In a debate which took place in the House of Lords on the Modern Slavery Bill, Lord Blackheath makes a startling revelation.
He tells his fellow peers that whilst working for the Australian Civil Service in London, he was tasked with herding, as he puts it, small children on to boats at Tilbury, for transportation to Australia. Blackheath says:
“They did not have names; they did not know who their parents were, or where they came from, and they were completely terrified.”
He recounts that at the time, he was “deeply suspicious” of this practice, and had a strong feeling that the children did not have the proper permissions to travel. Since then, he has been likened to Jimmy Savile, although to his credit, he does say his rap sheet is worse.
Savile was responsible for abusing 300 children – Blackheath facilitated the abuse of 2,500 vulnerable minors, none of whom knew where their parents were, or what was happening to them. They were completely alone in the world and yet Blackheath, with his strong suspicions, which included the belief that what he was being asked to do to those children was
You would think that after such an admission, Blackheath would be a little more introspective. Not a bit of it. No longer speaking in the first person he tells us:
“It involved many tens of thousands of children over 15 years; we should be deeply ashamed of it.”
The rest of Blackheath’s statement is equally interesting. He details how these children were shipped off to Australia (careful to mention this happens during a Labour government – Blackheath is a Tory boy); how the courts there refused to sanction any adoptions involving these children; and how subsequently, they all ended up on the streets. 2,500 children. On the streets. All on their own.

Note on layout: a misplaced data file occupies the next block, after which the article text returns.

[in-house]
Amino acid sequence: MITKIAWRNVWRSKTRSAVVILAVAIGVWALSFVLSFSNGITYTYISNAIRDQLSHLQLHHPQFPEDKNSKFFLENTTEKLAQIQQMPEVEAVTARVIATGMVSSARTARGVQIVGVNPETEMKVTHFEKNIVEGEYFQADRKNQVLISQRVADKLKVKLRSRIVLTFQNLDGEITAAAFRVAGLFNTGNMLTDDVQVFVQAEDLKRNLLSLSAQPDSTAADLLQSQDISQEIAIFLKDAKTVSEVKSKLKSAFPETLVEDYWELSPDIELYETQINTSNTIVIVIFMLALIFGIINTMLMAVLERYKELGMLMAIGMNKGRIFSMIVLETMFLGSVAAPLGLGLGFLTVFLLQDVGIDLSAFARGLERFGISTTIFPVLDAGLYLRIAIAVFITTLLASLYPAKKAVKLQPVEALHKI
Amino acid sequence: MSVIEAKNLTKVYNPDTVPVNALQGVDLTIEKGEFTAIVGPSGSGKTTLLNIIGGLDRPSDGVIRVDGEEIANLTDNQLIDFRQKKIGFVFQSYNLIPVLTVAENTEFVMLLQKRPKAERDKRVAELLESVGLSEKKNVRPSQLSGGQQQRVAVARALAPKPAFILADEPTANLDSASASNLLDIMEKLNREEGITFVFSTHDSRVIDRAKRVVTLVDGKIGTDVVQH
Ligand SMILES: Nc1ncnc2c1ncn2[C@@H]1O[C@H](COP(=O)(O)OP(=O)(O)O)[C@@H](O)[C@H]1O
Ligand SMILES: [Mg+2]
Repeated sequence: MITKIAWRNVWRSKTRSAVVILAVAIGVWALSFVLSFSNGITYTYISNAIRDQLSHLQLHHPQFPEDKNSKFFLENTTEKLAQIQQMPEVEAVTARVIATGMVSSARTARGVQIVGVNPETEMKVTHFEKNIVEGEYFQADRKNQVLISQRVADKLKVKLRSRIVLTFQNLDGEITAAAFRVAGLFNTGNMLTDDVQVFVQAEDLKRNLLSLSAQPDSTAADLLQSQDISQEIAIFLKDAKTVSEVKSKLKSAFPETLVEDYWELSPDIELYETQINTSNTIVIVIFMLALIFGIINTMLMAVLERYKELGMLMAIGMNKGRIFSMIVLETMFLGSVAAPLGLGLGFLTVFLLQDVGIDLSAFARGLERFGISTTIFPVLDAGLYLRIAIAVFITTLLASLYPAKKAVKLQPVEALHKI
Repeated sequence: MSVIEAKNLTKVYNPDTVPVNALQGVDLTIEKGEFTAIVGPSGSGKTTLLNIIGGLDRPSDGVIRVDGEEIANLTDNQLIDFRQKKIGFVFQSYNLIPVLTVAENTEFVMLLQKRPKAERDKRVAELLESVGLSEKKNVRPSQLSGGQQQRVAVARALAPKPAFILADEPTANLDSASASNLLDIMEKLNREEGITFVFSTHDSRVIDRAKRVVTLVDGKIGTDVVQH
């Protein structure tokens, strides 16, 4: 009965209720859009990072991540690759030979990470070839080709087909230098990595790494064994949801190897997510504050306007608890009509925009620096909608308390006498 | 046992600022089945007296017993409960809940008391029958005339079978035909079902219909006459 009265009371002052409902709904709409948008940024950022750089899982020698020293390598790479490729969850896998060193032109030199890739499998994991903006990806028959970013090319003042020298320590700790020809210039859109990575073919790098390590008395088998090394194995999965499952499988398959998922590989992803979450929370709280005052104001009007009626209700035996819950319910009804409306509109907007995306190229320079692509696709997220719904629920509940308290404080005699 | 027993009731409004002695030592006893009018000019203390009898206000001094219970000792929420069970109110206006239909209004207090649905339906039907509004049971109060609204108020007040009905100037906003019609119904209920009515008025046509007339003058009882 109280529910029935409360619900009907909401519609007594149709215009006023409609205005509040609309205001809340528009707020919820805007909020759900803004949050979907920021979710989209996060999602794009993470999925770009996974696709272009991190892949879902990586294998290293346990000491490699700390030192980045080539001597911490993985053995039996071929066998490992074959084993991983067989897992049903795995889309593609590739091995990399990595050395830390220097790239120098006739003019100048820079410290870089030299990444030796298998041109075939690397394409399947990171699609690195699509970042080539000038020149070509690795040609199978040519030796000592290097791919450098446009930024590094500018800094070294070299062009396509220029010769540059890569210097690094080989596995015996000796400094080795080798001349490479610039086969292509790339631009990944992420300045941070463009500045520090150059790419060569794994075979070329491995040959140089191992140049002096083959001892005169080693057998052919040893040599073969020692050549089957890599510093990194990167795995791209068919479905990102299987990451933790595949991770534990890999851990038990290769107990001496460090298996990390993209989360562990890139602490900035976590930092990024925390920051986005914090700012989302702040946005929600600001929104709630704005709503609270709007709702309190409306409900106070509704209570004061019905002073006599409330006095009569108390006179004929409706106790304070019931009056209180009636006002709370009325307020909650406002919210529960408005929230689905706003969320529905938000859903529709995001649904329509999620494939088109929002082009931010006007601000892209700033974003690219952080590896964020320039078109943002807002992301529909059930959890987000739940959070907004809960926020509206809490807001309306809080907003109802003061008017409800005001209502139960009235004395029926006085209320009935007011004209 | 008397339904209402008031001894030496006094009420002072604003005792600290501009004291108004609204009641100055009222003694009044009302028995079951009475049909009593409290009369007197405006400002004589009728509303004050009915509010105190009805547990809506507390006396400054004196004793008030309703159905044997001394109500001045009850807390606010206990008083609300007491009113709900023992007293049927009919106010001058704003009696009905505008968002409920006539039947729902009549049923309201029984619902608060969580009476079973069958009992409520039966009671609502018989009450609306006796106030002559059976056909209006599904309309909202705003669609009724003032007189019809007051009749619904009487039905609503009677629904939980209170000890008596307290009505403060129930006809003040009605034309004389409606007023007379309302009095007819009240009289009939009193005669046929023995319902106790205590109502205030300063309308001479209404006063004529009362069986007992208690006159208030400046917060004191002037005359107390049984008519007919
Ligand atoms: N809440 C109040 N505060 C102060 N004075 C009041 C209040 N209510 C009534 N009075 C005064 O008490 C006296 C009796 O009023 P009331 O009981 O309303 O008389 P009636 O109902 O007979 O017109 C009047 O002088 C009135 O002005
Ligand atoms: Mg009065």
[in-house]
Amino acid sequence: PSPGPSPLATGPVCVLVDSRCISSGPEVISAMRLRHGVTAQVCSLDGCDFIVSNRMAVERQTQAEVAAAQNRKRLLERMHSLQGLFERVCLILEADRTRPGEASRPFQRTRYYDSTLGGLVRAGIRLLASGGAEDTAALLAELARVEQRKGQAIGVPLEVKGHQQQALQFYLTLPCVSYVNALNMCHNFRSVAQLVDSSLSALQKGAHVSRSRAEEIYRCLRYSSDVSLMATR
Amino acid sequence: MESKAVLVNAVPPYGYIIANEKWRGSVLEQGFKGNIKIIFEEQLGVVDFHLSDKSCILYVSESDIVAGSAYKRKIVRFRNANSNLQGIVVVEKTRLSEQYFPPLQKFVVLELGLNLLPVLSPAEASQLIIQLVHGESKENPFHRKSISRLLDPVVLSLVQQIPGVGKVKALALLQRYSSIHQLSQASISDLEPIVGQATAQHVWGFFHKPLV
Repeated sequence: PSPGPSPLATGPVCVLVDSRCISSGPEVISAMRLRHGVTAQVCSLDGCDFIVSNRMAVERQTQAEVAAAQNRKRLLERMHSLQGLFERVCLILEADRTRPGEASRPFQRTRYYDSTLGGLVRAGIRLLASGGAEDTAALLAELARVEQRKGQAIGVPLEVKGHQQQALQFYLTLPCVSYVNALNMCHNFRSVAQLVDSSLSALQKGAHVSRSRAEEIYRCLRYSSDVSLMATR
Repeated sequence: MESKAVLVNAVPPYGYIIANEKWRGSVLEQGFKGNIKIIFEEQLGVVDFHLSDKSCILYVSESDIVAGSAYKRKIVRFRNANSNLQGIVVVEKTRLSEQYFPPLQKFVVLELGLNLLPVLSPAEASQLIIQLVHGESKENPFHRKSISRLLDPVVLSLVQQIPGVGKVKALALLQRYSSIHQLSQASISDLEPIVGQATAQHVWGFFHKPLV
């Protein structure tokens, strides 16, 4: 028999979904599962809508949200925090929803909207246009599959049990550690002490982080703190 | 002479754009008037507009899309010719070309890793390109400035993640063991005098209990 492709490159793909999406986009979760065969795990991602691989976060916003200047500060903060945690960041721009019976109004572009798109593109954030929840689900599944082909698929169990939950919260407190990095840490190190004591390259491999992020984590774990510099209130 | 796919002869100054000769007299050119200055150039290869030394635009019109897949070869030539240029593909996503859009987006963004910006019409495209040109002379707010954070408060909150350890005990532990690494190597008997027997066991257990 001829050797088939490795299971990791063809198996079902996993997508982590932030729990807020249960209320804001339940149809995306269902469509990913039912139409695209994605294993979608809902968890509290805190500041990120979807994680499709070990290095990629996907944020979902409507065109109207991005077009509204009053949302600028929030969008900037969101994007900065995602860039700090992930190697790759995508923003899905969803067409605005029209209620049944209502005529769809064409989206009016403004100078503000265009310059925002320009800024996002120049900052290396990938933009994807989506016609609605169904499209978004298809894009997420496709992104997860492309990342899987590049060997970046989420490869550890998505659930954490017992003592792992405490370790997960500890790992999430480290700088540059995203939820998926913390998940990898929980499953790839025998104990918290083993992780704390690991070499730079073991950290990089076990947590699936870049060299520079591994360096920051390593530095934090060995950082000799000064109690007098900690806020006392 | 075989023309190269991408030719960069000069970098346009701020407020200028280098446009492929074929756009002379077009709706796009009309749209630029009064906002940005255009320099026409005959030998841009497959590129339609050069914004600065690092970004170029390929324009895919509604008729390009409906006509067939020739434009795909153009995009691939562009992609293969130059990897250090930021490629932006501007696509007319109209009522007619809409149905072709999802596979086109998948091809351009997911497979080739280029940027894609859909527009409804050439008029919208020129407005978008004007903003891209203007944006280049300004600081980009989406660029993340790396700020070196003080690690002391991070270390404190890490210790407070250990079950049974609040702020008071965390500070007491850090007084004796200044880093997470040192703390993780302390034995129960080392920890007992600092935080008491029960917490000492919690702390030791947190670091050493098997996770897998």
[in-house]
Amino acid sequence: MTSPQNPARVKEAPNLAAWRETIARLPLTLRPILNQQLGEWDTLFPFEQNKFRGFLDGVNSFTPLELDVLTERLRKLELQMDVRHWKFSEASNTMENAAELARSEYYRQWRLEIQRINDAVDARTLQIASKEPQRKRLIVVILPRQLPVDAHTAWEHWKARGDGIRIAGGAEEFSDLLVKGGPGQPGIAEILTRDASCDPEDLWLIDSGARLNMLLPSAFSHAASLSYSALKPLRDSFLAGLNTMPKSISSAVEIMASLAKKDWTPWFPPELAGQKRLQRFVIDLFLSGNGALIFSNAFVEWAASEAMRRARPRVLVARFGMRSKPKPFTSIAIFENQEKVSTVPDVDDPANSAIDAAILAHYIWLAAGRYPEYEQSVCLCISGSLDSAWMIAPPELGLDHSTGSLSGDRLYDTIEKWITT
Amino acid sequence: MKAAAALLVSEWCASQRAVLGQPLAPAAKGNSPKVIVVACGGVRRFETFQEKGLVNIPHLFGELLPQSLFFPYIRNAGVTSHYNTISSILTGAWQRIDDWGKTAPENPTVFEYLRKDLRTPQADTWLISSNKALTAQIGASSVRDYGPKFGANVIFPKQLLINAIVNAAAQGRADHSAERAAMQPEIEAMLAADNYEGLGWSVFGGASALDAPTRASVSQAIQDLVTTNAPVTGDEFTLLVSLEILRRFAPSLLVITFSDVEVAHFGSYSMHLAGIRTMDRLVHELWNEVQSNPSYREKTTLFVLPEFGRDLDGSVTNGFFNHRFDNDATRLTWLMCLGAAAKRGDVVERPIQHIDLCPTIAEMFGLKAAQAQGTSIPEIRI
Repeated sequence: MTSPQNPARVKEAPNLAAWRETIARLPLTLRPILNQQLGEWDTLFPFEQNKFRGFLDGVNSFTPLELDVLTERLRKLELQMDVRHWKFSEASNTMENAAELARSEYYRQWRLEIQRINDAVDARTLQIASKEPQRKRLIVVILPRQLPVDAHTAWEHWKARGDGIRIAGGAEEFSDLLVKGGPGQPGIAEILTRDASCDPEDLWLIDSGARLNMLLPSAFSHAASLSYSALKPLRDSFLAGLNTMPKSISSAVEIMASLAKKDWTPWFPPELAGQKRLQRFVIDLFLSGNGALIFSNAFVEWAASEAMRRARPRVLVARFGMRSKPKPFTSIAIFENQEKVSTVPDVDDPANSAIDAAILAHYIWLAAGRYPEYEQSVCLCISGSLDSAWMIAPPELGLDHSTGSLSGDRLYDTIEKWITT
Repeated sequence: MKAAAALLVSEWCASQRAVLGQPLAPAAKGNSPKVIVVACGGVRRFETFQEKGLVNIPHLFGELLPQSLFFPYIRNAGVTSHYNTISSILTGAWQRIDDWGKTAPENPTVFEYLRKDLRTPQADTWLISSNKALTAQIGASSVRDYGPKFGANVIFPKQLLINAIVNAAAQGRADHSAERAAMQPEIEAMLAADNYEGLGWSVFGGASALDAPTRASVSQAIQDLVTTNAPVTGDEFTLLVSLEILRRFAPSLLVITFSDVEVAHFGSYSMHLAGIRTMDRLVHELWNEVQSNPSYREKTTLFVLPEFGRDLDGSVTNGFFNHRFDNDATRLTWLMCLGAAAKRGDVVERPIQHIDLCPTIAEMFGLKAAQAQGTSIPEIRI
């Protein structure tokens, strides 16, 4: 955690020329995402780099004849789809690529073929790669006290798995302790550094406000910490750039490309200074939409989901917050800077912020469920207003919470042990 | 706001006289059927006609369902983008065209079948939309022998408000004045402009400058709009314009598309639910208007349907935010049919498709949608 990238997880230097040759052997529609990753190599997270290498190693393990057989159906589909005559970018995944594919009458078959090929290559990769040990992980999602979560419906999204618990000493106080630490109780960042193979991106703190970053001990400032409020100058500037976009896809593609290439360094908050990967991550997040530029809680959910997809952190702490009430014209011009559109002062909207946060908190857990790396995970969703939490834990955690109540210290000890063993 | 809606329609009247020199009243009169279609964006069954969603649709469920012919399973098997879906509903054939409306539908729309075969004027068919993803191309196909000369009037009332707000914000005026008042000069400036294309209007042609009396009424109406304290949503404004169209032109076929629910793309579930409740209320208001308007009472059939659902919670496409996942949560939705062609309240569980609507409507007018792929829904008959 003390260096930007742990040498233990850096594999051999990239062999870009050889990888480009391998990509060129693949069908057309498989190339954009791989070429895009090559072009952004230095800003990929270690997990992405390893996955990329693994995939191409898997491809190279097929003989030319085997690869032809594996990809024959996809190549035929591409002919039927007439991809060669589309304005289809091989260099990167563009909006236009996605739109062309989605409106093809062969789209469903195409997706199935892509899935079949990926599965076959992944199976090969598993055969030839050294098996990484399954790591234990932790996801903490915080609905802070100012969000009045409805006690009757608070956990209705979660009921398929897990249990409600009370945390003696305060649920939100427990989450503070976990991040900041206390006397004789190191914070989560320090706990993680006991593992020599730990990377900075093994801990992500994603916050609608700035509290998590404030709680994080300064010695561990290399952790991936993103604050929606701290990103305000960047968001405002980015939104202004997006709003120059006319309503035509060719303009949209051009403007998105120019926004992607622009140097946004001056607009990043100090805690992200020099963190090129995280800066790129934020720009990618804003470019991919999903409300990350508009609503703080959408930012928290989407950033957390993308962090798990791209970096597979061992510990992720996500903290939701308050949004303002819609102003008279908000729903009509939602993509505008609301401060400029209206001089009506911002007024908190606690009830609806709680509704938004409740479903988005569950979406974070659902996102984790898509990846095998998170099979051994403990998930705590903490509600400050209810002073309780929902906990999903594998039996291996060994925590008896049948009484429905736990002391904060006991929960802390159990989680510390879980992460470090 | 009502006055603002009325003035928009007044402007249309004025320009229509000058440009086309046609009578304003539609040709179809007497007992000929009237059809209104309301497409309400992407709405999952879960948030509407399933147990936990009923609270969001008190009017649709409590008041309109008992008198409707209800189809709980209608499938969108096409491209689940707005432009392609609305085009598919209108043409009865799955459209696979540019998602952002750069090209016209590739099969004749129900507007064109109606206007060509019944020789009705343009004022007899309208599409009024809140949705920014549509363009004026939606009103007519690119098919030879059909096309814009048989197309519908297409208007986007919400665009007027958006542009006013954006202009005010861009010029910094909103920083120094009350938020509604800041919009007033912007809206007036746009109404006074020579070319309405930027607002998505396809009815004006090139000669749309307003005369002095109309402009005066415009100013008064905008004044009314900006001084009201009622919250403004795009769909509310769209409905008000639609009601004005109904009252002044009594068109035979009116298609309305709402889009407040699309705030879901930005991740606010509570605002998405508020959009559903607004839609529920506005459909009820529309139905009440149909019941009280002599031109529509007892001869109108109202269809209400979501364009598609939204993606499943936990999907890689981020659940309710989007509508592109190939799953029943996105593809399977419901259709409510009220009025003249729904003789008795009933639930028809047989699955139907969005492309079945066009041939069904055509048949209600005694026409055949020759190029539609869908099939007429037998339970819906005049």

He then goes on to share his knowledge, common knowledge as it turns out, that many of these children over time were picked up by so-called religious organisations who were, in fact, abusing children emotionally and physically. Two of these organisations appear to be infamous – The Sisters of Mercy, who were Catholic nuns, and the Christian Brothers, who were already known in government service as the “Christian buggers”.
Blackheath also tells us:
“The rules of a Christian Brothers home were that if you were abused by one of the holy fathers, that was an act of god, and if you complained about the holy father, that was a sin against god and you would be flogged for it. By the way, the flogging was with a metal hacksaw replacement blade. It did not leave much of a kid… Any ship that was allowed to sail from that date on was allowed to sail in the knowledge that the inmates were going to be raped and abused.”
Yet, Mr Blackheath did nothing. He did not utter a word.
A group of social workers at the time, though, did. But of course, they were ignored.
Blackheath goes on to detail separate accounts from this period of time, but his statement, which clearly goes off at a long and winding tangent – the Lords are supposed to be discussing amendments to the Bill – is cut short by time watching peers.
So why does Blackheath make this startling admission and then swerve the debate completely off course?
The amendment he was discussing was Amendment 6.
This is what it says:
Was it a guilty conscience, perhaps?
A fear that he might find himself under scrutiny?
After all, the amendment if enacted might in some way be retroactive. And with the nation’s Inquiry into child
Nevertheless, he’s done that for himself, by telling the world what he did in a public debate in the House of Lords. Whilst we appreciate that there may be a trace of contrition in that act, it’s hard not to feel disappointed by those who choose not to do the right thing when it comes to protecting children from being exploited.
A very big thank you to Maggie Tuttle for sharing this item with us.